- The Schooled Society: The Educational Transformation of Global Culture by David P. Baker
The role and propensity for education to forge modern life remains a thorny yet unretractable discourse for sociological thought. This was very well known by the early patriarchs of the discipline, and it seems today much social theory, in one way or another, wrestles with the global phenomena of formalized education. The latest work from the neo-institutionalist theorist David Baker finds a welcome home both in the classical oeuvre as well as new movements in sociological thought. His The Schooled Society once again turns the attention of academia to the primary role played by formal education in forming 21st century society. As such, he consequently aims to open a divisive and fresh account of the place, status, and influence of education in sociological and educational thinking.
Baker’s intellectual project, in pontificating about the ‘schooled society,’ begins by asking what an ‘educated’ person means today, which he goes on to argue is radically different from assumptions made even a half century previous. Due to the pressures placed by governments as well as international developmental institutions to increase numbers of graduates globally, an ‘educated’ individual has implicitly come to be equated with one’s social as well as personal fulfilment. The social consciousness therefore surrounding formal education should not be dismissed as bearing little or no significance for a society’s functioning, argues Baker. Interpreting these complex institutional changes, the book prefaces its claims through a neo-institutional perspective, namely, challenging the university as merely being ‘influenced’ by the dictates of societal discourses. For Baker, the means for understanding the current and unprecedented changes in modern society can, and should, be interpreted as the morphing of education into a primary institution with the ability to dictate and define society. Therefore, contrary to much of the present educational literature, the book makes the claim that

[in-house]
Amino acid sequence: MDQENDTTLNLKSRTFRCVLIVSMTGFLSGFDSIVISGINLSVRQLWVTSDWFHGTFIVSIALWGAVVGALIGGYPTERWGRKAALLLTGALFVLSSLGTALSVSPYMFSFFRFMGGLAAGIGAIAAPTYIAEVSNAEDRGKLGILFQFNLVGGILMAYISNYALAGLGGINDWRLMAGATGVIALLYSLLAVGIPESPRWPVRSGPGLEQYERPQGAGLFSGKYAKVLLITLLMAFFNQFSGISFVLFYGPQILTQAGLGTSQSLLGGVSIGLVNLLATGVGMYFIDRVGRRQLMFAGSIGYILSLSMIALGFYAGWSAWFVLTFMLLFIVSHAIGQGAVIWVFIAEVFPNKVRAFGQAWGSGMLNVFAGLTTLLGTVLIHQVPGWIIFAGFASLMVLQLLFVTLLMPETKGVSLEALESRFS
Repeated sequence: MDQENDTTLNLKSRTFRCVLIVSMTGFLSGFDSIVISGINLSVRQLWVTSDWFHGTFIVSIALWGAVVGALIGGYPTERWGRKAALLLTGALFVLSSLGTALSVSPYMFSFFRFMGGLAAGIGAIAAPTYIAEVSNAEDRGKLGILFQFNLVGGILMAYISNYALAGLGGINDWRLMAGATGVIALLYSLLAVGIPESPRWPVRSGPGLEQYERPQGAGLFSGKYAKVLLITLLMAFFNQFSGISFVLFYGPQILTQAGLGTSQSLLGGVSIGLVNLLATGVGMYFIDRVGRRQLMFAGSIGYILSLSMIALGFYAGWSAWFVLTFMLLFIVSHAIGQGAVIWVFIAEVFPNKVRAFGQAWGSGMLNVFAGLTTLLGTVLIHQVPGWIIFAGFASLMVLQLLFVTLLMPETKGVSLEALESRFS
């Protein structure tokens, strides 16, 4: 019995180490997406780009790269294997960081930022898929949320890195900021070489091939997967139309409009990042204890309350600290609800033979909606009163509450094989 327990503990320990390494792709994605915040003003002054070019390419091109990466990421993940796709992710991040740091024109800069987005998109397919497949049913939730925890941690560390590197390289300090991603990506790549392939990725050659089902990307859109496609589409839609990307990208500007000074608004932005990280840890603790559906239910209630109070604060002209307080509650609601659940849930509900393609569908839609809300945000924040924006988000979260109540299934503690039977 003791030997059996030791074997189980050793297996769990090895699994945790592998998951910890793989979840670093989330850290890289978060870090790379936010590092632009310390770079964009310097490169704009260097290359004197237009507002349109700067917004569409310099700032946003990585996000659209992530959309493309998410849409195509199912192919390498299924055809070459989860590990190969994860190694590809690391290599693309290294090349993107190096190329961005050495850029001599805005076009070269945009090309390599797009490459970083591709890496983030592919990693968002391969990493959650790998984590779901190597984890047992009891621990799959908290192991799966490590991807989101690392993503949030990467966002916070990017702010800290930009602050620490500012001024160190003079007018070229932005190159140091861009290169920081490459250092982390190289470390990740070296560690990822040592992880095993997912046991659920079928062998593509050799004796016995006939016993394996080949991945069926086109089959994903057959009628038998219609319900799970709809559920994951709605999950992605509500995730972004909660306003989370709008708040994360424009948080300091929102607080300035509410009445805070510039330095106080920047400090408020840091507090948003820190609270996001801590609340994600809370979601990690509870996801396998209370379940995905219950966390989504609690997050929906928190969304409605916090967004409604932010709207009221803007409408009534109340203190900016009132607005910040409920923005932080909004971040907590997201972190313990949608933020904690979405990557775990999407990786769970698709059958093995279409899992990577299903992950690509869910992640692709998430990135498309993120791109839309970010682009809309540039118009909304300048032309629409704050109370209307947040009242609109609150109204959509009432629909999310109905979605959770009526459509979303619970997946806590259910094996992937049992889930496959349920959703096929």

education has grown to such proportions that it has become a separate and enduring social institution; thus the education revolution socially constructs significant portions of the culture of modern society, rather than merely reproducing it. Not only are people trained and credentalized through schooling but the institution itself changes other social institutions and the entire culture of society.(p. 10)
In attempting to fully explicate the extent of these changes and challenges, the book divides its arguments into two sections with the first focusing on the ‘dimensions and origins of the schooled society,’ which segues to the latter ‘societal consequences of the education revolution.’
Chapter 1 charts the rise of what Baker terms an ‘education revolution,’ which shows the inordinate global rise of formal education, where, in highly developed nations, approximately 70% of individuals from developed countries have completed an upper secondary degree and a third have been to university. With a focus on the United States, Baker cites important cross-sectional archival research from the middle to the late 20th century charting the extent of this revolution. He identifies four substantive changes that have occurred in society that simultaneously distinguish and expand upon [End Page 307] traditional ideas of what education has come to mean. This includes its promotion of education as a human right and universal virtue as well as aligning individual and social development together whilst valorizing specific forms of universal higher order cognitive skills.
The next chapter continues the importance of this last aspect, namely that a set of cultural and intellectual assumptions are proffered in the schooled society. Specifically, these specialized mental skills come to dominate the vista of abilities to be acquired by students and society as a whole and promote the “belief that cognitive skill … is the essential human capability for all types of jobs and social roles, and remarkably even has come to define the successfully developed person” and primarily include “problem solving, higher-order thinking, abstraction, informed interpretative skills, reasoning, generating new ideas, and critique” (pp. 41–42). Baker then goes on to explicate how this essential social construction of intelligence has dominated three...